She married Missouri Senator John B. Henderson, sponsor of the 13th Amendment abolishing slavery. It was not as a senator, but as an expert on West Indian mollusks and a member of the Smithsonian Board of Regents that Henderson is represented in Record Unit 7075 - The Henderson Family Papers, 1868-1923.
The pieces of ephemera Mary Henderson left among her husband's papers give a glimpse at the interests of a remarkable woman.
In 1889, after accumulating a fortune, the Hendersons moved back to Washington, D.C., where they built a castle-like mansion on 16th Street called "Boundary Castle" or "Henderson's Castle." Mrs. Henderson bought blocks of land in the Meridian Hill area where she constructed elaborate residences that were sold as embassies. Mary Henderson's interest in the neighborhood led to her unsuccessful campaign to have a new White House constructed there. She was, however, successful in lobbying Congress to support the acquisition of the land and its development as Meridian Hill Park.
- City Beautiful movement, University of Virginia
- Record Unit 7075 - The Henderson Family Papers, 1868-1923, Smithsonian Institution Archives
Whenever March 24th rolls around, I stop to fondly recall Frank A. Taylor, the founding director of the National Museum of American History. Long after his retirement, his Smithsonian family would throw an annual birthday party for him, from the time he turned 90 until his death at 104! His 100th birthday party was especially memorable with former colleagues traveling to Chevy Chase, Maryland, from around the world. And for the next two years after he passed away in 2007, we continued to gather and offer a toast to Frank.
A tall, distinguished-looking man with a very deep voice, Taylor commanded respect and affection. I was privileged to conduct a series of oral history interviews with him and began to understand his exceptional management skills. Frank Taylor was a great listener, who could hear both sides of an argument, even when he passionately held an opposite point of view. With that respectful understanding of each person’s point of view, he was able to negotiate compromise and find solutions to thorny disputes.
Nicknamed “Mr. Museum,” Taylor did not start out interested in the Smithsonian. During his youth in Washington, DC, he would ride his bike right past the imposing museum buildings on the Mall, down to the Tidal Basin to fish or while away a summer’s day. He never visited the Smithsonian until he received a call about a job opening after he had graduated from high school.
Having passed the Civil Service draftsman exam, in 1922 he was appointed a Laboratory Apprentice in the Division of Mechanical Technology in the Arts and Industries Building and the rest was . . . history. He pursued advanced degrees, including a law degree, and when he retired in 1971, he held the title of Director-General of Museums. Lost without his steady guidance, Secretary S. Dillon Ripley convinced him to come back to work as a consultant for another twelve years.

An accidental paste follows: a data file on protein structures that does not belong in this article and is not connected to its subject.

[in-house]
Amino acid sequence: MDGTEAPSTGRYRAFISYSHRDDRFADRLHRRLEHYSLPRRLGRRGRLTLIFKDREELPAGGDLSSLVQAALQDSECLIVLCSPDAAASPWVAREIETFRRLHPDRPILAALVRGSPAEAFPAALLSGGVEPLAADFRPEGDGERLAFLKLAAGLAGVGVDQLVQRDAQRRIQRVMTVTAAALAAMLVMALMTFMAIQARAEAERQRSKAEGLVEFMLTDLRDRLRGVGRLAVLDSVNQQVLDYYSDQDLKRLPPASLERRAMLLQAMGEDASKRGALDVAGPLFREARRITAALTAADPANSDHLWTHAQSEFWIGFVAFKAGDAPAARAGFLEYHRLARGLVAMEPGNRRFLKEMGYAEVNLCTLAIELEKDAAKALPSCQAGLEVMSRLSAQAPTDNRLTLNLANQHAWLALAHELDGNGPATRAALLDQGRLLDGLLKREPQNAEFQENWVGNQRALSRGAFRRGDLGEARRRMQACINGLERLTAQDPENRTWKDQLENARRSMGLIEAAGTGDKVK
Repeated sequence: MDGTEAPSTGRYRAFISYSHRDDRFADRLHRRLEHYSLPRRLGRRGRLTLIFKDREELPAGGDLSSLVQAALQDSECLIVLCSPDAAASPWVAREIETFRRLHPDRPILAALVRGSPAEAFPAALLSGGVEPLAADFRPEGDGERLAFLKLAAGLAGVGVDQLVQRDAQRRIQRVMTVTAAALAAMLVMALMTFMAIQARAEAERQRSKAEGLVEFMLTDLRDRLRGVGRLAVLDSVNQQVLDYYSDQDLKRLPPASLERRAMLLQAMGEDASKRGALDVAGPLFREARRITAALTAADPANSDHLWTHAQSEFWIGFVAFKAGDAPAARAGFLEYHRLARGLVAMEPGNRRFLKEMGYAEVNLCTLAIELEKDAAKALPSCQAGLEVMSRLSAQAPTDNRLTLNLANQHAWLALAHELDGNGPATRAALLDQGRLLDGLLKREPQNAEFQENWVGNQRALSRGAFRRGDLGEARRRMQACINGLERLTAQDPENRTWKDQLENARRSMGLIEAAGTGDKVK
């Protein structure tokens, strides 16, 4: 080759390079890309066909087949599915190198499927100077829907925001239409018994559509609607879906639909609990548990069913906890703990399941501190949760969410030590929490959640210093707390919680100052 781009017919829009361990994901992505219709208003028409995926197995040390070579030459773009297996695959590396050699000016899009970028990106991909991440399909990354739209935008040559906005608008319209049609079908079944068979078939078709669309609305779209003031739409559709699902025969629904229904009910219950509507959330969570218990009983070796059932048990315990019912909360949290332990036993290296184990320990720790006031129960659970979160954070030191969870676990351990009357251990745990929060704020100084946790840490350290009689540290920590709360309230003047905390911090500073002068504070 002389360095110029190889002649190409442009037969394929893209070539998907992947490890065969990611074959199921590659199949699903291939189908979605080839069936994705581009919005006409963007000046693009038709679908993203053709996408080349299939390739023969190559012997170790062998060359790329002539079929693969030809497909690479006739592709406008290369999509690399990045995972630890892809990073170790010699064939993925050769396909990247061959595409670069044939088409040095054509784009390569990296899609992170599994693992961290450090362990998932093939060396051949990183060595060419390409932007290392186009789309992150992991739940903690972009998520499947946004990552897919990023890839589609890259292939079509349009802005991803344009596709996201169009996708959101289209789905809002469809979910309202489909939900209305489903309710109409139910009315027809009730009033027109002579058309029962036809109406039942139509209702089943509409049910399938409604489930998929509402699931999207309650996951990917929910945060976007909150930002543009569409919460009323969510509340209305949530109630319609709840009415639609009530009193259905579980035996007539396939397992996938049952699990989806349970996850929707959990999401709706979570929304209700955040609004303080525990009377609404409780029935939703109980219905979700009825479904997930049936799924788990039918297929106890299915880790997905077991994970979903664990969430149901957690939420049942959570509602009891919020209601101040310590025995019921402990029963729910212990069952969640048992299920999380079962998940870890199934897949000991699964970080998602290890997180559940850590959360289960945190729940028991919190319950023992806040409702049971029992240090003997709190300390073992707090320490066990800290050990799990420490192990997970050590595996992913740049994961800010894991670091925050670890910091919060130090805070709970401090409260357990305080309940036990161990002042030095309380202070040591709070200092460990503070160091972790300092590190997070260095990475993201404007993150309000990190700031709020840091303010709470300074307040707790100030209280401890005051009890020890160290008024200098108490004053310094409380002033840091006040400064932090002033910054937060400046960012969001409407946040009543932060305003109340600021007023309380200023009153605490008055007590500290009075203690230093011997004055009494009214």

Of his many achievements, Taylor is most known for building the National Museum of American History (first known as the Museum of History and Technology) to replace the crowded collections in corners of the Arts and Industries and Natural History Buildings. Taylor served in Europe during World War II, and when he returned he found the Smithsonian’s National Museum looking very shabby. He created an “Exhibits Modernization Committee” and that group oversaw a systematic renovation of all the exhibits in the museums. Festive exhibit openings for Capitol Hill staffers and Washington elite convinced these funders that the Smithsonian could effectively use money for a new building. And in January of 1964, Taylor’s lifetime dream came true when the first architecturally modern building on the National Mall opened to house the nation’s history collections.
Audio Clips from the Frank A. Taylor Oral History Interviews:
Interview 6, March 27, 1974, in which he describes the opening held for staff the day before the formal opening of the museum – “one of the happiest evenings of my life.” Record Unit 9512 - Oral history interviews with Frank A. Taylor, 1974, 1979-1980, 1982, 2005, Smithsonian Institution Archives.
Interview 14, November 26, 1980, where he talks about staff excitement when he was invited to visit European museums – very unusual for a Smithsonian historian! Record Unit 9512 - Oral history interviews with Frank A. Taylor, 1974, 1979-1980, 1982, 2005, Smithsonian Institution Archives.
From 1922 to 1984, Taylor devoted 62 years to the Institution he had so come to love. His dry humor and steady temperament defused many a contentious meeting. He shared his long experience and wisdom with generations of younger colleagues, serving as a role model and setting standards for all who followed him.
- Record Unit 9512 - Oral history interviews with Frank A. Taylor, 1974, 1979-1980, 1982, 2005, Smithsonian Institution Archives
- Frank A. Taylor Oral History Interviews, Capitol Hill Historical Society